If you enjoy tinkering with brew settings: With a multitude of brew settings, the Breville Precision Brewer Thermal has a lot to offer to craft-coffee lovers. You can adjust almost everything, from pre-infusion/bloom duration to water temperature to flow rate. But we found it tough to get going—it took us more than two hours to dial in a decent brew. For those who love to tinker or are particular about coffee, the time investment may be rewarding. But if you’re just looking to make a good pot of coffee, the learning curve is steep.

This is not a comprehensive list of all the machines we’ve considered. It includes models we’ve tested that are still available.

The Bonavita Connoisseur 8-Cup Drip Coffee Brewer One-Touch with Thermal Carafe made coffee that tasted nearly as great as its sibling, the Bonavita Enthusiast 8-Cup Drip Coffee Brewer. It’s also just as compact and nearly as easy to operate. But the carafe is clunky and lacks a brew-through lid, like the Enthusiast and our other picks. If you don’t put the lid back on as soon as the coffee finishes brewing, the pot will quickly cool.

There is a lot to like about the GE Café Specialty Drip Coffee Maker: It has settings for varying strengths and temperatures, an auto-brew function, and a handsome design, and it’s the only machine we tested that can pair with Wi-Fi so that you can control it with an app. It also brewed quickly and quietly. However, despite fiddling with different settings, we failed to brew a good pot of coffee, turning out an acrid, one-dimensional brew each time.

The Bunn Speed Brew was extremely complicated to understand, from set-up to brewing. It requires 15 minutes to initially heat up and brews a pot in 4 minutes thereafter only if the coffeemaker is left on with the water tank full at all times. Worse, it did not produce a good cup of coffee.

Despite its pleasant design and functions such as a brew-ahead timer, the Zwilling Enfinigy Drip Coffee Maker took nearly 11 minutes to brew and produced coffee with an unpleasantly metallic aftertaste.

The Ratio Six was awkward to use, primarily because of its stacked carafe and basket. It also lacks a brew-through lid, which causes the coffee to cool post-brewing if you don’t screw the carafe lid on immediately. The start button also sometimes required more than one attempt to turn on.

Our tasters praised the overall flavor and balance of coffee made in the Bonavita BV1900TS. And this machine is fast, brewing a liter of coffee in just over 5 minutes. However, the filter basket sits directly on the carafe, leaving a drafty gap underneath the machine’s showerhead. It also has a drippy and clunky carafe.

The Bonavita Metropolitan 8-Cup One-Touch Coffee Brewer is the company’s least expensive 8-cup model. But the quality of the coffee didn’t measure up, and most people will probably prefer a thermal carafe over this machine’s all-glass one.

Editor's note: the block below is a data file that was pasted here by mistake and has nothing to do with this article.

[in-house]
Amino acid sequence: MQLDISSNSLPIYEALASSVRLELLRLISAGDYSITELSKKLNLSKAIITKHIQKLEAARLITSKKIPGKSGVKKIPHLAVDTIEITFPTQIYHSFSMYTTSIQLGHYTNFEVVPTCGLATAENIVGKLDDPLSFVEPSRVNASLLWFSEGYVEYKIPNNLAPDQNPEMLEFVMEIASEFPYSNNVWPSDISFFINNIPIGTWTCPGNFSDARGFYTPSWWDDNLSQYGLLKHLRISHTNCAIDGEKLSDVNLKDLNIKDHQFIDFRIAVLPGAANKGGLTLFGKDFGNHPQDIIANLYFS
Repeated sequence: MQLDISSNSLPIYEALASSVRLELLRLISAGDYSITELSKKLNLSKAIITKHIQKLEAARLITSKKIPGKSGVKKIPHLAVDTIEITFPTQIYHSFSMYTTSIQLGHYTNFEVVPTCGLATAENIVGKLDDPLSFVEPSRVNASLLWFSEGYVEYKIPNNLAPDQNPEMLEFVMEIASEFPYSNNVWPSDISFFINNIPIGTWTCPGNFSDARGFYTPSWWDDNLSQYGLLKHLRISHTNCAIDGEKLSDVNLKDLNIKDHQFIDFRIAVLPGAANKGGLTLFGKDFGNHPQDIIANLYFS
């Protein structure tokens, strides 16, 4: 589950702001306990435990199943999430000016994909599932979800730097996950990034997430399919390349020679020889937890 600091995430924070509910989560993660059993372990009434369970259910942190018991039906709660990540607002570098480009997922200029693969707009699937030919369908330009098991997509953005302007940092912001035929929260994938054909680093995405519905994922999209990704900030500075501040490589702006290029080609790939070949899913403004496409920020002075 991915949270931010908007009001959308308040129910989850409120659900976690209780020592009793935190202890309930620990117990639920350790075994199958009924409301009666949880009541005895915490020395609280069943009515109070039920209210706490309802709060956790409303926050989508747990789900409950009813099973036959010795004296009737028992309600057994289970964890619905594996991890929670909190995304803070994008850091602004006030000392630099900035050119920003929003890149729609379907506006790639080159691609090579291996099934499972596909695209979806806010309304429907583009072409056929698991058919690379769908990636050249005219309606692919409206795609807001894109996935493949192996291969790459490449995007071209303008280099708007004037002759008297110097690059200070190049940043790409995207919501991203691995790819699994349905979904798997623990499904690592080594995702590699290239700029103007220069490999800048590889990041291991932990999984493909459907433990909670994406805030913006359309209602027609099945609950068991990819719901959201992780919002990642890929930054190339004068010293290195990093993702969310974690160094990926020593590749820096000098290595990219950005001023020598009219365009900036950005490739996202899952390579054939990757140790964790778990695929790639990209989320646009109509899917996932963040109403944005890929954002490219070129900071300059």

The Cuisinart Pureprecision 8 Cup Pour-Over Coffee Brewer with Thermal Carafe has a compact footprint and is easy to use, but we found the flavor of the coffee to be relatively one-dimensional.

For such a clunky machine, the Ninja Specialty Coffee Maker made surprisingly good coffee. But its extra features (a watery single-cup setting and a milk-frothing wand) don’t add a lot of value, and it’s now available only with a glass carafe, which we don’t recommend.

The Zojirushi Fresh Brew Plus Thermal Carafe Coffee Maker EC-YTC100 brewed coffee at a glacial pace, taking more than 15 minutes to make a full pot. We also thought the coffee tasted weak.

The Brim 8 Cup Pour Over Coffee Maker is expensive for what it offers. It’s not programmable, and it has a large gap between the showerhead and the filter basket, which allows a lot of heat to escape during brewing. The Chemex-shaped carafe can be difficult to grip with one hand. And because this model is glass and lacks a lid, your coffee will cool quickly (the hot plate shuts off after 30 minutes).

The Braun 10-Cup MultiServe Coffee Machine is the worst coffee maker we’ve tested. It consistently brewed coffee that tasted awful—like burnt gas-station coffee.

This article was edited by Marguerite Preston and Marilyn Ong.

Dr. William Ristenpart, director at UC Davis Coffee Center, phone interview, August 29, 2023

Kaleena Teoh, co-founder and director of education at Coffee Project New York, phone interview, August 30, 2023

Chi Sum Ngai, CQI Arabica Q Grader and Founder of Coffee Project New York, in-person interview, February 12,

Matt Banbury, regional salesperson at Counter Culture Coffee, in-person interview, January 24, 2018

Ryan Ludwig, consumer educator at Counter Culture Coffee, in-person interview, January 24, 2018

Charles Babinski, co-owner of G&B Coffee and Go Get Em Tiger, phone interview, February 16, 2018

Marguerite Preston is a senior editor covering kitchen gear and appliances at Wirecutter, and has written guides to baking equipment, meal kit delivery services, and more. She previously worked as an editor for Eater New York and as a freelance food writer. Before that, she learned her way around professional kitchens as a pastry cook in New York.

Kathleen Squires is an award-winning food writer, cookbook author, and documentary producer. She is also co-owner of the private dining venue Chef’s Dinner Table in Manhattan.

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The 3 Best Drip Coffee Makers of 2024 | Reviews by Wirecutter